Paper No. 16-1
Presentation Time: 8:05 AM
CORRELATING EARTHQUAKE-KILLED TREES FROM THE FIRST MILLENNIUM CE BY MEANS OF RADIOCARBON DATING AND DENDROCHRONOLOGY IN THE PUGET LOWLAND AND SOUTHEAST OLYMPIC MOUNTAINS, WASHINGTON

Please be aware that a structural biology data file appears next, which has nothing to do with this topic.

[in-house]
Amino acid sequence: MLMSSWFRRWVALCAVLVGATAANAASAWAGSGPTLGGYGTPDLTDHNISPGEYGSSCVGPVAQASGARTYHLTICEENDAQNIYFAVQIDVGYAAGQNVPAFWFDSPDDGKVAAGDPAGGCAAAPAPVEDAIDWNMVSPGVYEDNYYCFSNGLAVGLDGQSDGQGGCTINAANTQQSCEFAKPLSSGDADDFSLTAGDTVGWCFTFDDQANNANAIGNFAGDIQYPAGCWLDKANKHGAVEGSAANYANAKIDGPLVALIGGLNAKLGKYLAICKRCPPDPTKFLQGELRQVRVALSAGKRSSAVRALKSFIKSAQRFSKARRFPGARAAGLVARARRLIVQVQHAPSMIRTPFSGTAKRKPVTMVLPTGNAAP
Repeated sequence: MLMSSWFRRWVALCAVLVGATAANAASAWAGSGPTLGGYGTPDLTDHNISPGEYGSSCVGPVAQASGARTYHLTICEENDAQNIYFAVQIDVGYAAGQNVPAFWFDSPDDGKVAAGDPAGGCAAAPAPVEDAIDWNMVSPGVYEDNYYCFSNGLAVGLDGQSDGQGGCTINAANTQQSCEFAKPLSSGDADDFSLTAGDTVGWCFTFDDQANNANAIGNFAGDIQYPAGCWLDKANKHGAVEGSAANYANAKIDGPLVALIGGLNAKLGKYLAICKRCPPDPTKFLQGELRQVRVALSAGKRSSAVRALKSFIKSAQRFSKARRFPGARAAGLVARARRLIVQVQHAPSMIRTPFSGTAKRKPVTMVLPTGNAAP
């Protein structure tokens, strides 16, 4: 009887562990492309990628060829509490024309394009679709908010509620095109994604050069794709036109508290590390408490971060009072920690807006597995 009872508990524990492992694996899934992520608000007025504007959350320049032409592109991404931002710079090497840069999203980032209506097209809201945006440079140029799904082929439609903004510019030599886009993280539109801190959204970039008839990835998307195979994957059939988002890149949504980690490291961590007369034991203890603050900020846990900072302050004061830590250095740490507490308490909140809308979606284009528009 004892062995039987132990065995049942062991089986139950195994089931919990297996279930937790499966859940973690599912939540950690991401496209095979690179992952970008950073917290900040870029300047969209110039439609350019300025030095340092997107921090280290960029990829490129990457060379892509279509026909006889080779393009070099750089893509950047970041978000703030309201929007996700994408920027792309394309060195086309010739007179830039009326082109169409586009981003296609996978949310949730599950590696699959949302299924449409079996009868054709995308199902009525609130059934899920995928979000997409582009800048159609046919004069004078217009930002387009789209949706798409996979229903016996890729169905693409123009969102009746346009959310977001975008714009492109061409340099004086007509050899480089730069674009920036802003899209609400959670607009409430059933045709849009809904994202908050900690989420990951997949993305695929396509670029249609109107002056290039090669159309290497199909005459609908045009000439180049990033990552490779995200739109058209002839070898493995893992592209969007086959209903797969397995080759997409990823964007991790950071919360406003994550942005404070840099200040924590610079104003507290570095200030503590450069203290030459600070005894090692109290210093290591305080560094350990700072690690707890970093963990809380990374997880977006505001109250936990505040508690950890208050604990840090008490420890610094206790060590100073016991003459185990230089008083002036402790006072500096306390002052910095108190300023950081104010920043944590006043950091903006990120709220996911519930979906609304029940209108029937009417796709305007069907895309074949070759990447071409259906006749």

We investigated subfossil forests in several locations using radiocarbon dating and tree-ring analysis to better constrain the ages and regional effects of shallow crustal faulting in western Washington State. We used saws and increment borers to sample in three areas: along Johns Creek, a tributary of the Hamma Hamma River on the west side of the Hood Canal, Washington; in lower Dry Bed Lake and Lena Lake, dammed by rockslides in the southeast Olympics within a few tens of kilometers of Johns Creek; and in Mill Pond, a small lake dammed by the Tacoma Fault ~25 km southwest of Johns Creek and 20 km south of the Seattle Fault. All dates noted herein are from bark-bearing trees except that from the Mill Pond. A Johns Creek tree had been dated previously to ~900 CE (Contreras and others, 2012). Wiggle-match radiocarbon dating and provisional tree-ring analysis show that additional Johns Creek trees likely died the same year as Seattle-area trees that were victims of the Seattle Fault rupture of 900–930 CE (Jacoby and others, 1992; Atwater, 1999). New wiggle-match radiocarbon and tree-ring results for a previously-dated tree in lower Dry Bed Lake (Schuster and others, 1992) are consistent with death ages like those of the Johns Creek trees. Tree-ring analysis of a subfossil tree at lower Lena Lake previously dated by Logan and others (1998) also yields a provisional correlation with the Johns Creek trees and thus with rupture of the Seattle Fault. At Mill Pond we were unable to collect samples from a bark-bearing tree in Mill Pond, but we did obtain a radiocarbon age on wood about 80 rings from the outermost wood. The age implies tree death after about 800 CE, consistent with age estimates for the Tacoma Fault of 770–1160 CE obtained by Sherrod and others (2004) and 770–1011 Logan and Walsh (2007) and on subsidence in southern Puget Sound at 860–940 CE by Sherrod (2001). The results of these investigations show that improved and accurate wiggle-match radiocarbon results for the Seattle Fault require subfossil tree specimen victims have enough annual growth rings (>275) to sample the steep portion of the radiocarbon calibration curve between 650–675 CE. Longer tree-ring records also improve confidence in tree-ring cross correlations that can better characterize the nature and extent of strong ground motion associated with earthquakes.